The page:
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Divorce has implications for your Social Security benefits

Social Security benefits are something that Americans count on for their retirement years. However, many people don't realize that if they get divorced, their Social Security benefits may be impacted. There are a few important things that divorced couples or those considering divorce who are in their 60s need to know.

First, you need to know about something called a divorced spousal benefit. You are eligible for this benefit only if you were married for at least 10 years and you divorced a minimum of two years ago. People who meet these criteria can claim either their own Social Security benefit or their ex-spouse's. One is likely higher than the other.

The earliest age at which people are eligible for either spousal or personal benefits is 62. However, a person can claim spousal benefits even if their spouse hasn't claimed their own benefits as long as you are both 62 or older and have been divorced for a minimum of two years.

Another key age to keep in mind is 66. This is the full retirement age. You can optimize your benefits by taking your divorced spousal benefit when you are 66 and delay taking your own benefit until you are 70. That way your personal benefit becomes higher.

You can also claim both benefits. Many divorced spouses optimize their Social Security by beginning their divorced spousal benefit at age 66, which is currently the full retirement age (FRA), and then switching to their own benefit at age 70. This is done by filing a restrictive application, and can significantly increase your overall Social Security benefits.

Restrictive filings are not allowed if a person claims one's divorced spousal benefits before one has reached full retirement age. He or she must take whichever benefit is higher -- spousal or personal benefit.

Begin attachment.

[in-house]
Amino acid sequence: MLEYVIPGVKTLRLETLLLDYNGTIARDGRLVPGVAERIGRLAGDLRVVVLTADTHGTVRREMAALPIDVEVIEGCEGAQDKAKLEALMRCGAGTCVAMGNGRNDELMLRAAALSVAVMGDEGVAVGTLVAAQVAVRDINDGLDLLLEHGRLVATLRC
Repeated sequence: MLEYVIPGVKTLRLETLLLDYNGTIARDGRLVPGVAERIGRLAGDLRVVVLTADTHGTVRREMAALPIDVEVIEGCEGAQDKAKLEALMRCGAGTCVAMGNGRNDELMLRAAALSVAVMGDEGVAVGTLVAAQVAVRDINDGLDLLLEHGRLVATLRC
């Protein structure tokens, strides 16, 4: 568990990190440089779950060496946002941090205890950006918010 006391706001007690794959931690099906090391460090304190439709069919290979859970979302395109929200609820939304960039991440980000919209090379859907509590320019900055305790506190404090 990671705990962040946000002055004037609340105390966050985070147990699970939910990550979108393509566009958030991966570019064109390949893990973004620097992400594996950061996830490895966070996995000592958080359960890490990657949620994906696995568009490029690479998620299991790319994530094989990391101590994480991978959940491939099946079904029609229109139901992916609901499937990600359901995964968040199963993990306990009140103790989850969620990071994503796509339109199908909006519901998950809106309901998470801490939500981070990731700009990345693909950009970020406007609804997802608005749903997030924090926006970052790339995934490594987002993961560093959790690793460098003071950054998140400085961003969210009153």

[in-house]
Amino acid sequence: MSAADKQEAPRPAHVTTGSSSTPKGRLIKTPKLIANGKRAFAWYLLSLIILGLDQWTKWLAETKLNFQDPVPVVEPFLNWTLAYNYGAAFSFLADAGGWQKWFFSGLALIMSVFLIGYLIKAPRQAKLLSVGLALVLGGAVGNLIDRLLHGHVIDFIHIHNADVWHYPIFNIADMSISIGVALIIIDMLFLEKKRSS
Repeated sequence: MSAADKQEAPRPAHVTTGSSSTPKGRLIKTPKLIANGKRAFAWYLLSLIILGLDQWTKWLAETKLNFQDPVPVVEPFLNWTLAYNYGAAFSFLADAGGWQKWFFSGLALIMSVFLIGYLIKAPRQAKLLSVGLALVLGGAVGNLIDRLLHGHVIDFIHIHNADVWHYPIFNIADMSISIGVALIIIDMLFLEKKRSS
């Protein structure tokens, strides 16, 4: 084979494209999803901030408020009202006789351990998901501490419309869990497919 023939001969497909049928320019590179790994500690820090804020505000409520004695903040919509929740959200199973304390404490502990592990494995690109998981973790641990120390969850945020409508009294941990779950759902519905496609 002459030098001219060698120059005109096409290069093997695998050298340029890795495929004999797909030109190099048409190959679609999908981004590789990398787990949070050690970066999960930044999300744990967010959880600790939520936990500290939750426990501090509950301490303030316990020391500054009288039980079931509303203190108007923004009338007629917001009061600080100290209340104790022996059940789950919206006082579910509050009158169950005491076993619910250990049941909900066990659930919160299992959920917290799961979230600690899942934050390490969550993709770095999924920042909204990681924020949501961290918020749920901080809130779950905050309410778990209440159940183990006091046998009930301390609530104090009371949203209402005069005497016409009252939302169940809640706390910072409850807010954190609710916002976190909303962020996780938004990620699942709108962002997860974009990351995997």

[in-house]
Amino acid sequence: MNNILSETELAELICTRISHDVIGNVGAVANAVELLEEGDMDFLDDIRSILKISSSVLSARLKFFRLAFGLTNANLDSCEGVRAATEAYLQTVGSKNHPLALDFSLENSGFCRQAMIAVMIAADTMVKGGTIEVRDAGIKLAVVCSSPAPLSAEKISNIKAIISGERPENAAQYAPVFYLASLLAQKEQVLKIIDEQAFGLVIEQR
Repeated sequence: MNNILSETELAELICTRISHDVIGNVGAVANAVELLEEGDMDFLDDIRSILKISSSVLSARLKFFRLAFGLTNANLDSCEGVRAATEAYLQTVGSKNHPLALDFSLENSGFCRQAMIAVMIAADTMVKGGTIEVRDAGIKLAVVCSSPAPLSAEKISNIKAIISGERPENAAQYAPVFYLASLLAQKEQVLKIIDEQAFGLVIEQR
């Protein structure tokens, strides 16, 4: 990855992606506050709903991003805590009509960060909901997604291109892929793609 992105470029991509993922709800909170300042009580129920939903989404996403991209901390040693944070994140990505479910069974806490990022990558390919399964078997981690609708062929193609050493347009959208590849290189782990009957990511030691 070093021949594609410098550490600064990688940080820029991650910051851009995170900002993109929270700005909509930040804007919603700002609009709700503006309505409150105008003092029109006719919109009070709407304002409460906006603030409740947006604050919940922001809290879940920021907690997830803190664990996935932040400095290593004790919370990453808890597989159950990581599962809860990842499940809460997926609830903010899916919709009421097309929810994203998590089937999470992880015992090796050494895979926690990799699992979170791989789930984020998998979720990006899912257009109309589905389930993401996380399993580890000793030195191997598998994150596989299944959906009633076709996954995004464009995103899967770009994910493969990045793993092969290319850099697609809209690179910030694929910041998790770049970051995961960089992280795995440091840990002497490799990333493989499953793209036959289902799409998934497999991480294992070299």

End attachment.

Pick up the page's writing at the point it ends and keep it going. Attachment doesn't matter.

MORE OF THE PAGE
When people remarry after a divorce, things can become even more complicated. It's best to consult with a financial advisor to determine how best to handle your Social Security benefits.

Divorce can have significant financial implications for your life long after the proceedings are completed. It's always essential to discuss these matters with a North Dakota family law attorney as well as a financial advisor to help ensure that you are following the law and getting the greatest benefit possible from the money you have paid into Social Security for so many years.

Source: Fox Business, "5 Ways Divorce Can Impact Your Social Security Benefits" No author given, May. 13, 2014

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Commandments of Family Law

  1. The only truth your children need to know is that you both love them unconditionally, and that this isn't their fault.
  2. Take the high road — everyone wins when you do what's best for your kids.
  3. Negotiate but don't capitulate — if you are being pushed toward something detrimental for your children, stand your ground.
  4. You can only control yourself and how you respond. Don't engage.
  5. Do set up rules and responsibilities. Kids feel better when routine is continued.
  6. You are still their parent — don't be afraid to be one.
  7. Disneyland is in California, not in your home. Don't set up unreasonable expectations.
  8. It is not their job to take care of you. Repeat that to them. Often.
  9. Yelling is for sports — not court. Good lawyers strongly advocate without being disrespectful to opposing parties.
  10. Fair is a place you go to get cheese curds. Aside from that, nothing in life is fair.

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